Saturday, August 27, 2011

Late Summer in the Arb

All of the photos get much bigger if you click on them.
A walk through the northern half of the Lower Arb (Carleton College's Cowling Arboretum) this morning revealed a variety of late-summer scenes. In the wooded areas, we were pestered by mosquitoes if we stopped for even a moment or two to listen to a bird or decide which branch in the path to take. In the open prairie areas, butterflies and dragonflies flitted through the tall grasses and wildflowers. In one shaded area we counted a cluster of at least nine monarch butterflies.I love this top photo -- I didn't realize when I took it what an interesting sky there was behind this tall, sturdy, yellow-flowered plant (I'm not sure what it is, but it looks as if it may be in the sunflower family.)

Butterflies seem to love this flower (see also below), which I believe is one of the species of blazing star (Liatris).

A mix of prairie plants. Many of the grasses were taller than me (I'm around 5'2").

Light filtered in a lovely way through a stand of tall, slender trees as we neared the northern end of the Long Loop trail, returning to the small parking area near the old iron bridge on Canada Avenue.

Tuesday, August 16, 2011

Seen Overhead

Tree swallows and one barn swallow on a line.All the tree swallows seem to be busy grooming themselves.

Sunday, August 14, 2011

Another Dark Swallowtail

My son and I drove out to Union Lake, just west of the interstate, today to see what birds might be out and about. From there we went on through Lonsdale, about halfway to New Prague, and then circled up through Elko New Market and back via rural roads. We caught a great blue heron hanging out next to a lone white pelican (too far away to get a photo). We saw a double-crested cormorant and plenty of gulls and pigeons. We saw a large hawk on a line overhead, and lots and lots of tree swallows also on lines. A small number of killdeer, some Canada geese, and a few quick, darting songbirds here and there completed the picture.

Probably the most memorable spot of the day was not avian, but lepidopteral.I caught a glimpse of something black and ragged-looking fluttering among the roadside clovers and wildflowers and pulled over to take a closer look. I wasn't even quite sure whether it was a bird or a butterfly, it was so large, but it turned out to be a huge black butterfly with blue hind wings. The sun was shining on my LCD display so that I could hardly see whether I'd captured it in the photos or not, and as you'll see the focus isn't great.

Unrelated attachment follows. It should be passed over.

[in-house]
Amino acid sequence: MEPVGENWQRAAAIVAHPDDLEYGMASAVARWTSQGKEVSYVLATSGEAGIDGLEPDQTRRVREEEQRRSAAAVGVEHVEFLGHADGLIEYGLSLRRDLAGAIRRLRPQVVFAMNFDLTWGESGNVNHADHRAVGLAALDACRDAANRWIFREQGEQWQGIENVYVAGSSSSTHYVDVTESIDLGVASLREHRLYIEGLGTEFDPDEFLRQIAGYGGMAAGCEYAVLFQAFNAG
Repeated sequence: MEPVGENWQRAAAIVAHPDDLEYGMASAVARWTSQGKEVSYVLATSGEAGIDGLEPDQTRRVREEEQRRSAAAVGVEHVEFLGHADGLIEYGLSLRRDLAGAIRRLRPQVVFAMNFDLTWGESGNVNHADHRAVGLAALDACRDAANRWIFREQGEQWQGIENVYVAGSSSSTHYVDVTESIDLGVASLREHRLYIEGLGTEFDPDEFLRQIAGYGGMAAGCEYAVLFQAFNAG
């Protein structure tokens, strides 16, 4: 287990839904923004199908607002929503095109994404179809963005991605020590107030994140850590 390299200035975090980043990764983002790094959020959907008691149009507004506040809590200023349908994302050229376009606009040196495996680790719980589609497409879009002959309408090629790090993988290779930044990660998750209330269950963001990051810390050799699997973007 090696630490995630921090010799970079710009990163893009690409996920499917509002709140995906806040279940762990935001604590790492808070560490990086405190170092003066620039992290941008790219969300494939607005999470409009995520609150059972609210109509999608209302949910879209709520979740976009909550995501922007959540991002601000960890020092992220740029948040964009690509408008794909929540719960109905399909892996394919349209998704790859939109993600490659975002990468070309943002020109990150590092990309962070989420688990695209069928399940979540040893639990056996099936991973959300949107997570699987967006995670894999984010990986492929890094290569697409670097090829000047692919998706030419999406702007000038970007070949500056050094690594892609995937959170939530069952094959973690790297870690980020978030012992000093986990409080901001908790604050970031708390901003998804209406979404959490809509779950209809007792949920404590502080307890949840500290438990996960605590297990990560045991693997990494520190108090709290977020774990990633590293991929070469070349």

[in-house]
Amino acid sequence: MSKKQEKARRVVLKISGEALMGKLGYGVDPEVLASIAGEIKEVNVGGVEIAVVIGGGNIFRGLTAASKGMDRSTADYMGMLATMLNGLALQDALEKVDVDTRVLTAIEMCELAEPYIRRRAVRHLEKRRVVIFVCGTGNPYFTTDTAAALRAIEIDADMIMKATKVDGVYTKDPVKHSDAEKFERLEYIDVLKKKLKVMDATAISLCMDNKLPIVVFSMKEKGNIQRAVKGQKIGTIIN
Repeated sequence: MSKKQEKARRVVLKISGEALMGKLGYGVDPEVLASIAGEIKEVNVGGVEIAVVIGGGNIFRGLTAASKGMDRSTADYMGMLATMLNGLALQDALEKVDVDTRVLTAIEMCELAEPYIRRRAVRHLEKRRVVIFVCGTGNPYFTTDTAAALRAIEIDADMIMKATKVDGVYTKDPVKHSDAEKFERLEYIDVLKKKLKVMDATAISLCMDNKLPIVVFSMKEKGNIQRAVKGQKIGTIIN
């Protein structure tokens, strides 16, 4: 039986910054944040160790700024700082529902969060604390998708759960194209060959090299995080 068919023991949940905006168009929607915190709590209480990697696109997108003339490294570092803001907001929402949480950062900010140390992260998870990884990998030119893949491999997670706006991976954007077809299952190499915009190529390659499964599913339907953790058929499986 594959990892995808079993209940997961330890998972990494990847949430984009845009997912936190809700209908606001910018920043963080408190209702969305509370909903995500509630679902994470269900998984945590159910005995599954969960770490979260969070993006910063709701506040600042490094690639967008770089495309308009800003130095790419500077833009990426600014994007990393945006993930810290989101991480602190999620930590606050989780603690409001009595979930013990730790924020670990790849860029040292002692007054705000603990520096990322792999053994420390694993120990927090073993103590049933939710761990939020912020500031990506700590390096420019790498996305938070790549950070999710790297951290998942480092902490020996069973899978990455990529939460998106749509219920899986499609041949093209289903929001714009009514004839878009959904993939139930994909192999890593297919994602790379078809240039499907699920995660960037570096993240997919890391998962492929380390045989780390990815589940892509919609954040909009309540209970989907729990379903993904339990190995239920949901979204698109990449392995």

As I first saw it - huge and very black. Those are large clover blossoms!
Here you can see the blue hindwings and a hint of the swallow-type tail
I was able to get quite close to take this photo
I thought this butterfly seemed much blacker and to have more blue on its tail than the female dark-form eastern tiger swallowtail (Papilio glaucus) I recently blogged about. The ragged-edged appearance of the wings from a distance proved to be due to the spots/checks that form the wing borders.

As I first researched other similar butterflies I thought it might be a spicebush swallowtail (Papilio troilus) because of that larger blue area. But as I looked at more and more sources, I came to the conclusion that this is indeed another of the same. Features that convinced me included the orange spots at the base of the hind wings and where the hind wing meets the fore wing on each side, and the yellowish color of the spots at the edge of the hind wings, compared to a cooler almost blue tone to those spots in the P. troilus. Of course, then I compared the range maps and saw that it was much less likely to have been the P. troilus, which doesn't seem to extend past Wisconsin into Minnesota. So there you have it.

Sunday, August 7, 2011

Recent Observations (Early August Phenology)

I haven't been keeping systematic records, so what follows is a fairly random set of observations about what's been going on lately. My last report of general observations was made in mid-June.
Red-breasted Nuthatch last winter
I commented then that we had last seen a red-breasted nuthatch on May 29. I don't think we saw any in June, but we have spotted one several times since mid-July. Based on maps of historical sightings available on, it looks as if June sightings of red-breasted nuthatches this far south in Minnesota are quite rare, while July and August sightings are somewhat more common. The red-breasteds mainly breed to our north, and not at all in the southwestern part of Minnesota.